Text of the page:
I Fasted For Two Days -- Here's What Happened

Fasting is supposed to be really good for you

Fasting can lead to weight loss, improved athletic performance, a slower aging process, and in some cases, can help fight off cancer.

I'm in favor of all of those things, so we tried a full-blown fast (no food for three days). Here's how it went.

Thursday, 5:32 pm - Last meal.

The fast begins. The plan, researched meticulously via Tim Ferriss, was to have our last meal now (on Thursday) and then fast on Friday, Saturday, and part of Sunday. 

We'll have dinner tonight and then only consume black coffee, water, and coconut oil drinks until Sunday night. 

We feel good about it. It's going to be a fun, healthy adventure. And, most importantly, we are both 100% in agreement.

Friday, 8:07 am - The start of a new day.

We got up and had some black coffee. Not a big switch from our normal routine. We feel good. This is going to be easier than expected.

Friday, 11:12 am - That was a long three hours. 

Our stomachs are ready for something else. Hmm, what shall we choose? How about some FatWater (a high energy coconut oil drink)! That tastes pretty good! Feeling strong.

Friday, 1:37 pm - Hunger is upon us.

We just had another coffee. Didn't quite hit the spot the way we wanted it to. Getting kind of dizzy. Time to get outside for a long walk.

Friday, 4:21 pm - Starting to lose it.

It was nice outside but we learned that the beautiful outdoors isn't quite as breathtaking when you're dizzy and disoriented. I think it's time to lie down now.

Friday, 6:15 - Drifting away. 

It turns out that disorientation mixed with hunger is not that great of a combination. One of us is curled up in several blankets on the side of the bed. I am looking blankly at what I think is the TV. 

I'm certain now. We'll never leave this room again.

Friday, 6:15 - "Why did you make me do this?!?"

After a brief nap, it appears it's time to address the elephant in the room.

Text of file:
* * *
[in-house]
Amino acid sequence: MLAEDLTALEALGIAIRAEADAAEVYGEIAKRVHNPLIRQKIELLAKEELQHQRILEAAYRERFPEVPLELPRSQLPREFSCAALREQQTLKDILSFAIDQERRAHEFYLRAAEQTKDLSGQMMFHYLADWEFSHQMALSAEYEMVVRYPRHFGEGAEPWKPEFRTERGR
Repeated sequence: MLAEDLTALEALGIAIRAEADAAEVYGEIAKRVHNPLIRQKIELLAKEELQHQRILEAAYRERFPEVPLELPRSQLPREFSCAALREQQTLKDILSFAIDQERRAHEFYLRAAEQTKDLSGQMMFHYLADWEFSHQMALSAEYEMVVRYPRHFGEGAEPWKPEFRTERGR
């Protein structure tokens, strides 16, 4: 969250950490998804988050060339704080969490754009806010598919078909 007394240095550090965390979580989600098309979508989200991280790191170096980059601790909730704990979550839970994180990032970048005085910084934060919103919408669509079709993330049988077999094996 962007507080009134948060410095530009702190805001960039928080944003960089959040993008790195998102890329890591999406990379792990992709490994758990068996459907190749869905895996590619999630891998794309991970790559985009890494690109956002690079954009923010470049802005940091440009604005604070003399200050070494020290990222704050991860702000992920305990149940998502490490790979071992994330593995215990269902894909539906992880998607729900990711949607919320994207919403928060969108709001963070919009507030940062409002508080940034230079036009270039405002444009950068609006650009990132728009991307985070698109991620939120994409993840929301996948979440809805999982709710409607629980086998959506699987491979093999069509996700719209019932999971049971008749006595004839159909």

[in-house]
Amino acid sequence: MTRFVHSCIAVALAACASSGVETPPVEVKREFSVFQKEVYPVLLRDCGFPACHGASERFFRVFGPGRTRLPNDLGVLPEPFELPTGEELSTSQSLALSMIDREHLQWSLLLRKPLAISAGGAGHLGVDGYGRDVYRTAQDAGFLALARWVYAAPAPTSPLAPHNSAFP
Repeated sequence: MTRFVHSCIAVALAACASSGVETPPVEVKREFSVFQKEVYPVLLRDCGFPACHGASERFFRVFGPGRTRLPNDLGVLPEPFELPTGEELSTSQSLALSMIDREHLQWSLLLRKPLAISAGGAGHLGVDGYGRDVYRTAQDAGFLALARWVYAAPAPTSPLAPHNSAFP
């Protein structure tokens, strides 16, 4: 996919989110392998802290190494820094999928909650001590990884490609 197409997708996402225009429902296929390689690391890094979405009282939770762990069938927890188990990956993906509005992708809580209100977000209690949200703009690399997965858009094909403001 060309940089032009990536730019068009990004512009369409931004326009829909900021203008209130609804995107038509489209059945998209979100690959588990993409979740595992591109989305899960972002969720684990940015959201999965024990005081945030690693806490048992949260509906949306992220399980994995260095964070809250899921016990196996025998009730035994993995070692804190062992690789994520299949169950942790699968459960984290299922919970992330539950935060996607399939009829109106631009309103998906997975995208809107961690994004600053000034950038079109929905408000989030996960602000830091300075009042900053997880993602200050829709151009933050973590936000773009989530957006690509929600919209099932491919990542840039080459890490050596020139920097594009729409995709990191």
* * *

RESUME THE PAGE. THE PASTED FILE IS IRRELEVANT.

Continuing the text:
She has seen the enemy, and it is me. 

This horror show is my idea. We were supposed to get work done this weekend. And now we're miserable and nothing will be accomplished. 

Somewhere in the back of my haze-filled mind, I remember we both agreed to this. I'm probably mistaken. 

Friday, 8:40 pm - It's time to end it.

The misery has won. I am hungry and defeated and detached from reality. And now I'm also angry. I'm tired of being hungry. I'm tired of being blamed for this. I want to punch Tim Ferriss in his healthy, knowledgeable face.

I offer to end the experiment. I'm ready to go get some food. I can't take it anymore.

No, she says. Let's just go to bed.

In my mind I only have one thought: This ends tomorrow morning.

We drift off into stomach-rumbling sleep. It's 9 pm.

Saturday, 7:52 am - A new beginning.

Someone had a good night's sleep. Hint: it wasn't me.

I am hungry and practically sprinting to the kitchen so I can end this sadness and have a piece of wheat toast. 

She has a different take. She wants to wait. She's feeling good. She wants to stretch it out to dinner time. I'm shocked and impressed. Maybe we just needed to get through the tough time and then it gets easier. 

Or maybe I'm going to eat this piece of wheat toast. 

I eat the toast. 

But she continues on.

Saturday, 11:22 am - Time for lunch.

The hunger has come calling again. Not for me, of course. 

It's time to eat, she says. It's been a nice run but some fish tacos would be nice.

No choir has ever agreed more with a preacher.

I set a new land speed record driving to the restaurant. Everything tastes so incredibly good.

I'm glad it's over

--------------------------------------------------

All told, we made it about 40 hours. Not bad. 

What did I learn?

We have a weird relationship with food. On one hand, the hunger was not pleasant and I was happy to end the fast. But at the same time, I felt guilty when we ate on Saturday. I felt like I was giving up control in some way. 

It's important to eat in moderation and not be addicted to always being full. Too much food isn't good for us. 

But 40 hours was more than enough for us. 

And I don't regret those fish tacos. Not one bit. 

My book is called The Inevitability of Becoming Rich, and you can find that here.